This last period is of particular interest in the analysis carried out in this article. The purpose of this article is to analyze the recent evolution of the structure of the Brazilian banking sector and the recent cycle of credit in Brazil, focusing in particular on the performance and role of public banks – in particular the large federal banks, BNDES, Banco Brazil and CEF. The study’s emphasis is on the post-real period, and especially on the recent post-2003 credit boom .

An important feature of the banking industry around the world is the fact that banking is concentrated. This result is due to economies of scale and scope, which allow banks to reduce their costs per unit of output (Baumol et al ., 1982). The presence of economies of scale means that large banks have lower (and average) production costs than small banks. Scope economy, in turn, implies that multiple banks with different products are more efficient than “financial boutiques”. 6 In particular, considering the Brazilian banking market, Silva and Jorge Neto (2002), based on a sample of 59 large banks, analyzed the occurrence of returns of scale in the period 1995-1999. The estimates found show economies of scale occur regardless of the size of the seat.

Even with the authors’ caveat that the Brazilian banking sector has space to reduce costs and increase production, the presence of economies of scale is an important variable to explain banking concentration, as well as providing good explanations about the current merger and acquisition in the Brazilian banking sector. While on the one hand mergers and acquisitions make banks less vulnerable to isolated shocks, or allow the banking system to become more protected from idiosyncratic shocks, since large banking conglomerates are generally more diversified, on the other hand they increase the risk of crises systemic disorders.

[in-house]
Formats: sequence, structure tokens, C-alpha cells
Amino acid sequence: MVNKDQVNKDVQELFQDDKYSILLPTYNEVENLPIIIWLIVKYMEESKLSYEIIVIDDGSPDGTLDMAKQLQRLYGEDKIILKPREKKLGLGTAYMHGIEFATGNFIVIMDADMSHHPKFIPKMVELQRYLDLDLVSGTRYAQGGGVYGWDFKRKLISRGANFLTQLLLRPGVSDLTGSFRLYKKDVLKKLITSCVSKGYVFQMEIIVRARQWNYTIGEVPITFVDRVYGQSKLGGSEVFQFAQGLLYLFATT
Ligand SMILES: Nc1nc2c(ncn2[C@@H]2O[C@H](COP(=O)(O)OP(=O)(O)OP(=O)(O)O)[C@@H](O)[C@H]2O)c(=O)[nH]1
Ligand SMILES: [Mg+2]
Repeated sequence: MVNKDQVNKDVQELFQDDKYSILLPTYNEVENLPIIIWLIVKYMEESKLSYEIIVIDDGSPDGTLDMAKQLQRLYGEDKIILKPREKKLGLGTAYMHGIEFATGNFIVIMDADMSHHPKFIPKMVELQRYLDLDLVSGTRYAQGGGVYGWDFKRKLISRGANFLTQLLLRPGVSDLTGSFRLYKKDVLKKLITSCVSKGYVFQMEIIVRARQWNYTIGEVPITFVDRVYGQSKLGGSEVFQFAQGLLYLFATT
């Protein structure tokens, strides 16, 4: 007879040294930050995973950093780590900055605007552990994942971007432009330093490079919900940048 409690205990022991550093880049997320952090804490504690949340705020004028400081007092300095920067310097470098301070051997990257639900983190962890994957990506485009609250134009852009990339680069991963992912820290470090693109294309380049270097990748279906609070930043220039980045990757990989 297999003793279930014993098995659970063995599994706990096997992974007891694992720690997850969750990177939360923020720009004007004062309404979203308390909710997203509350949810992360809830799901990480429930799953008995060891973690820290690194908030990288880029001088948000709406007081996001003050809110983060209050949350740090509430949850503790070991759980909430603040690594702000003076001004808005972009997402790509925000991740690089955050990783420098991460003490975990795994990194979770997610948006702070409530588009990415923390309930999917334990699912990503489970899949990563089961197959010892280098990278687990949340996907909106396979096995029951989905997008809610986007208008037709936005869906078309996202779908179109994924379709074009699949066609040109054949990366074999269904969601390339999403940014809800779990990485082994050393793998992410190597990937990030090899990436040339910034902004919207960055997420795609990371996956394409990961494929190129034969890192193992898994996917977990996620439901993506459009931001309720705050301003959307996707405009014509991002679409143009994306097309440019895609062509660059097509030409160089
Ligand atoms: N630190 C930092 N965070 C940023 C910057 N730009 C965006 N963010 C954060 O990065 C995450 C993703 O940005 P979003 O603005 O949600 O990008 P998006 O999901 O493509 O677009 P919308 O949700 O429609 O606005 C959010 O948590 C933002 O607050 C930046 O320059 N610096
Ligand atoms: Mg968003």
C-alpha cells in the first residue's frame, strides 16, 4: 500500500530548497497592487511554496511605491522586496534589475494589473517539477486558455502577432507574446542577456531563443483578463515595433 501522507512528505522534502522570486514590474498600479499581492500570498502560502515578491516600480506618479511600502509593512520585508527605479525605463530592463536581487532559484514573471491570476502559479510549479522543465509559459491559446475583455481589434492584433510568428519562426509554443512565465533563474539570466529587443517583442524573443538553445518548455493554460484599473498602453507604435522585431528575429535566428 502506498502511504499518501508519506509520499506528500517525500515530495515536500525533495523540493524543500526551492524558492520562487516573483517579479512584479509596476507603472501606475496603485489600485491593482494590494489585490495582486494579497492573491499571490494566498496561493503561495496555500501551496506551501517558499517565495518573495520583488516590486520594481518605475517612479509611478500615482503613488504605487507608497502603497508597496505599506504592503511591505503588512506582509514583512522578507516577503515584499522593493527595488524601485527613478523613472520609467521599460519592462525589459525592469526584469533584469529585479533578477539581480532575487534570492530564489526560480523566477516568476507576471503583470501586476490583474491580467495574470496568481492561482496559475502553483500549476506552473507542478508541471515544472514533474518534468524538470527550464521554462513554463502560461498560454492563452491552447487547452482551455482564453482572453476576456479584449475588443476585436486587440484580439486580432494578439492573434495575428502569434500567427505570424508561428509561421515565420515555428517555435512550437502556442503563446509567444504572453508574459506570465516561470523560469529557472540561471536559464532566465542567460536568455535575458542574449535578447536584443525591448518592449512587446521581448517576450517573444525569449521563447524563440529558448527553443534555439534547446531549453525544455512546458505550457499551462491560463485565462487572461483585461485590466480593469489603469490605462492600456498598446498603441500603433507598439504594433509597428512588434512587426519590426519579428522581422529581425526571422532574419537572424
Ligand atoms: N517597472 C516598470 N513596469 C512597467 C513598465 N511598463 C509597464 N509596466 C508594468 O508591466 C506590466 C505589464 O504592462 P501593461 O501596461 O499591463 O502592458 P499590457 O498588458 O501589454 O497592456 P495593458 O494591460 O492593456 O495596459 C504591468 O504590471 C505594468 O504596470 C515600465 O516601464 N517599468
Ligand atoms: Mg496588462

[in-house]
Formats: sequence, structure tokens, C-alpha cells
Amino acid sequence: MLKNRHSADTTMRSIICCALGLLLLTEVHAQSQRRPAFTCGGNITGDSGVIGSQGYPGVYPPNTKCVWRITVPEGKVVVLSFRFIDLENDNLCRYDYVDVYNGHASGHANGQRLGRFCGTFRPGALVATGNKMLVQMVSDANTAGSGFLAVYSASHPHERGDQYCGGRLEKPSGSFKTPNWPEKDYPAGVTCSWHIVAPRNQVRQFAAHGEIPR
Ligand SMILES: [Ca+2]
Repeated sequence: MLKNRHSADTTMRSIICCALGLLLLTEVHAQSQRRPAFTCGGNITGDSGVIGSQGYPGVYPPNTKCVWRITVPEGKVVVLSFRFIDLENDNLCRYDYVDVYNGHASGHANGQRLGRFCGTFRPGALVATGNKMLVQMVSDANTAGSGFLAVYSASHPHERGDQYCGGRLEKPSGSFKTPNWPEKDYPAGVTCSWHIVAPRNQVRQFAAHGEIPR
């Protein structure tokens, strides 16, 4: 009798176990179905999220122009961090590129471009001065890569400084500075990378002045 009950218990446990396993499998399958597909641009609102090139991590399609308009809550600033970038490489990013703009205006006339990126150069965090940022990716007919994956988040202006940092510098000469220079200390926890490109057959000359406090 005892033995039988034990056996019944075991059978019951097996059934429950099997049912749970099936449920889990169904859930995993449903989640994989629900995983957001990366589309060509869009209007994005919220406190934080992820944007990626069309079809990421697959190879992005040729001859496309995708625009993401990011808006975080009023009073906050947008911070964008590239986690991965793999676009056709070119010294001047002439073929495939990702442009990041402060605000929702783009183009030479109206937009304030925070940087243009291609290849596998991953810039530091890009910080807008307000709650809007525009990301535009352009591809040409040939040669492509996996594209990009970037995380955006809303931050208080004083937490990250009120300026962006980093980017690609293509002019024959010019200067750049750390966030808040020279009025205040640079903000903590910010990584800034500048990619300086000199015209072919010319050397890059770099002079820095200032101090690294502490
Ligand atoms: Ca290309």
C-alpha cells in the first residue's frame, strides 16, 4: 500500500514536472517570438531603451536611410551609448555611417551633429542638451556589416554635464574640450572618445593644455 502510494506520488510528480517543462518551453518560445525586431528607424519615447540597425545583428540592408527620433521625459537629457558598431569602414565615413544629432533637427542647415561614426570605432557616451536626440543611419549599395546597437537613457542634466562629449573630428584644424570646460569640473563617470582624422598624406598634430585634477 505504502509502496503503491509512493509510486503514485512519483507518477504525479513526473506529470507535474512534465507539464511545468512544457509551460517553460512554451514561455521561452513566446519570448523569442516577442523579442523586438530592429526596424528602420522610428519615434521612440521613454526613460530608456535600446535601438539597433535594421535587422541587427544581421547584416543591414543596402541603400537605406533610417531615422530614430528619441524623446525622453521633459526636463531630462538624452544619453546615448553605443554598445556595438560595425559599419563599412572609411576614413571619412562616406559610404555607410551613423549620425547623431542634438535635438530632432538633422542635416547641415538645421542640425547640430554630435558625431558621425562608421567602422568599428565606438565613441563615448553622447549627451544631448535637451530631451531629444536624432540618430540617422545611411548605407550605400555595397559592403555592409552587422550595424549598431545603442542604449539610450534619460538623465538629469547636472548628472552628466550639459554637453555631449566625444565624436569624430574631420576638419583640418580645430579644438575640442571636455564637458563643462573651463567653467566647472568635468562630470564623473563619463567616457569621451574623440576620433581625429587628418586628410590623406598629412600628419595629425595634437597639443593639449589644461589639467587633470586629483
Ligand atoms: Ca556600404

Crisis in banking sector

There are now 33% larger banks than in 2000. According to the Federal Deposit Insurance Corporation, there were 182 mergers and 107 consolidations per year from 2001 to 2011.

As a result, the approximately 37 major banks that existed in 1990 today are four major banks: Citigroup , JP Morgan Chase, Bank of America Merrill Lynch and Wells Fargo .

See the diagram posted by the Value Walk website ( here in a major version ):

One of the recent factors that accelerated this process was the 2008 financial crisis, which killed 5 percent of small banks, according to a study published by the Conference of State Bank Supervisors (CSBS).

And after the crisis came the US government’s response in the form of tighter regulation, especially with the passage of the Dodd-Frank Act in 2010 designed to ensure more stability to the industry and avoid the need for government bailouts.

On the left side, there are calls to “dismantle the big banks” considered to be systemic risk by law. That’s what Bernie Sanders, a pre-candidate on the rise for the nomination of the Democratic Party to the US presidency, wants.

On the right-hand side, there are criticisms that the hundreds of pages of new regulations actually put extra weight on small banks and thus favor large ones, which have more resources to adapt.